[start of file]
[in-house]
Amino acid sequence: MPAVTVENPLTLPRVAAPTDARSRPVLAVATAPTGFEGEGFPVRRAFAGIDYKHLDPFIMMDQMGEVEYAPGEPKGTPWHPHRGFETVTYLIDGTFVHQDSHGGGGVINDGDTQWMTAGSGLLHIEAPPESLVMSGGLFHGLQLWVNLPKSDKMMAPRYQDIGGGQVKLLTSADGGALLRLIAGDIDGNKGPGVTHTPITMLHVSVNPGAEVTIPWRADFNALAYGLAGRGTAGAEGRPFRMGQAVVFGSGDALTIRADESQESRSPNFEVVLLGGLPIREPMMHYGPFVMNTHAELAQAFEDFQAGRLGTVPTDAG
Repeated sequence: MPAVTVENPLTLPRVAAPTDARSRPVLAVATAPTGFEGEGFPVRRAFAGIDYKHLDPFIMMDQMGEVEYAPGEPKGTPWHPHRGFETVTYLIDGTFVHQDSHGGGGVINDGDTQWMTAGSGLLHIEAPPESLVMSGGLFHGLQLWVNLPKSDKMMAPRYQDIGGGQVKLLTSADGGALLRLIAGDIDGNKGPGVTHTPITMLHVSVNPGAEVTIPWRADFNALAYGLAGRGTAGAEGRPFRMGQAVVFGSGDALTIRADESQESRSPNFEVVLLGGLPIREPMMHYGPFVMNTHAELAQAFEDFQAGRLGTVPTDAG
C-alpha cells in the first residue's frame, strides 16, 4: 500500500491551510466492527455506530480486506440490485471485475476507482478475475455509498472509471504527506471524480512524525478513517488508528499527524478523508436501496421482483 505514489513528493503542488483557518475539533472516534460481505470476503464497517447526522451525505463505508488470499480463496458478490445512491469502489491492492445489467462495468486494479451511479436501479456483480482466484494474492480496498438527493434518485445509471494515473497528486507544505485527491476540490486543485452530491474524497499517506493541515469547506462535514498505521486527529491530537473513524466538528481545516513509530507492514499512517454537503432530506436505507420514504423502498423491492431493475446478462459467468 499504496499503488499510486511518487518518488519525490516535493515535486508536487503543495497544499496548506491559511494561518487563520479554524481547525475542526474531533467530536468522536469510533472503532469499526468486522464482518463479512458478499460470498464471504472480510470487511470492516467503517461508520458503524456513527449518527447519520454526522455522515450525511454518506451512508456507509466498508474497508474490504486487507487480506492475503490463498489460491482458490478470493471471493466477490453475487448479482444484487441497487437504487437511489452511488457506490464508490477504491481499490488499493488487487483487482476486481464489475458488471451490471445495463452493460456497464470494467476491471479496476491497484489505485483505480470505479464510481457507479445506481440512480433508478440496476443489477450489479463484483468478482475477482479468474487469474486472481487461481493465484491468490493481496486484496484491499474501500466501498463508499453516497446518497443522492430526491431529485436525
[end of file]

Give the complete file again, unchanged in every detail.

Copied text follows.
[in-house]
Amino acid sequence: MPAVTVENPLTLPRVAAPTDARSRPVLAVATAPTGFEGEGFPVRRAFAGIDYKHLDPFIMMDQMGEVEYAPGEPKGTPWHPHRGFETVTYLIDGTFVHQDSHGGGGVINDGDTQWMTAGSGLLHIEAPPESLVMSGGLFHGLQLWVNLPKSDKMMAPRYQDIGGGQVKLLTSADGGALLRLIAGDIDGNKGPGVTHTPITMLHVSVNPGAEVTIPWRADFNALAYGLAGRGTAGAEGRPFRMGQAVVFGSGDALTIRADESQESRSPNFEVVLLGGLPIREPMMHYGPFVMNTHAELAQAFEDFQAGRLGTVPTDAG
Repeated sequence: MPAVTVENPLTLPRVAAPTDARSRPVLAVATAPTGFEGEGFPVRRAFAGIDYKHLDPFIMMDQMGEVEYAPGEPKGTPWHPHRGFETVTYLIDGTFVHQDSHGGGGVINDGDTQWMTAGSGLLHIEAPPESLVMSGGLFHGLQLWVNLPKSDKMMAPRYQDIGGGQVKLLTSADGGALLRLIAGDIDGNKGPGVTHTPITMLHVSVNPGAEVTIPWRADFNALAYGLAGRGTAGAEGRPFRMGQAVVFGSGDALTIRADESQESRSPNFEVVLLGGLPIREPMMHYGPFVMNTHAELAQAFEDFQAGRLGTVPTDAG
C-alpha cells in the first residue's frame, strides 16, 4: 500500500491551510466492527455506530480486506440490485471485475476507482478475475455509498472509471504527506471524480512524525478513517488508528499527524478523508436501496421482483 505514489513528493503542488483557518475539533472516534460481505470476503464497517447526522451525505463505508488470499480463496458478490445512491469502489491492492445489467462495468486494479451511479436501479456483480482466484494474492480496498438527493434518485445509471494515473497528486507544505485527491476540490486543485452530491474524497499517506493541515469547506462535514498505521486527529491530537473513524466538528481545516513509530507492514499512517454537503432530506436505507420514504423502498423491492431493475446478462459467468 499504496499503488499510486511518487518518488519525490516535493515535486508536487503543495497544499496548506491559511494561518487563520479554524481547525475542526474531533467530536468522536469510533472503532469499526468486522464482518463479512458478499460470498464471504472480510470487511470492516467503517461508520458503524456513527449518527447519520454526522455522515450525511454518506451512508456507509466498508474497508474490504486487507487480506492475503490463498489460491482458490478470493471471493466477490453475487448479482444484487441497487437504487437511489452511488457506490464508490477504491481499490488499493488487487483487482476486481464489475458488471451490471445495463452493460456497464470494467476491471479496476491497484489505485483505480470505479464510481457507479445506481440512480433508478440496476443489477450489479463484483468478482475477482479468474487469474486472481487461481493465484491468490493481496486484496484491499474501500466501498463508499453516497446518497443522492430526491431529485436525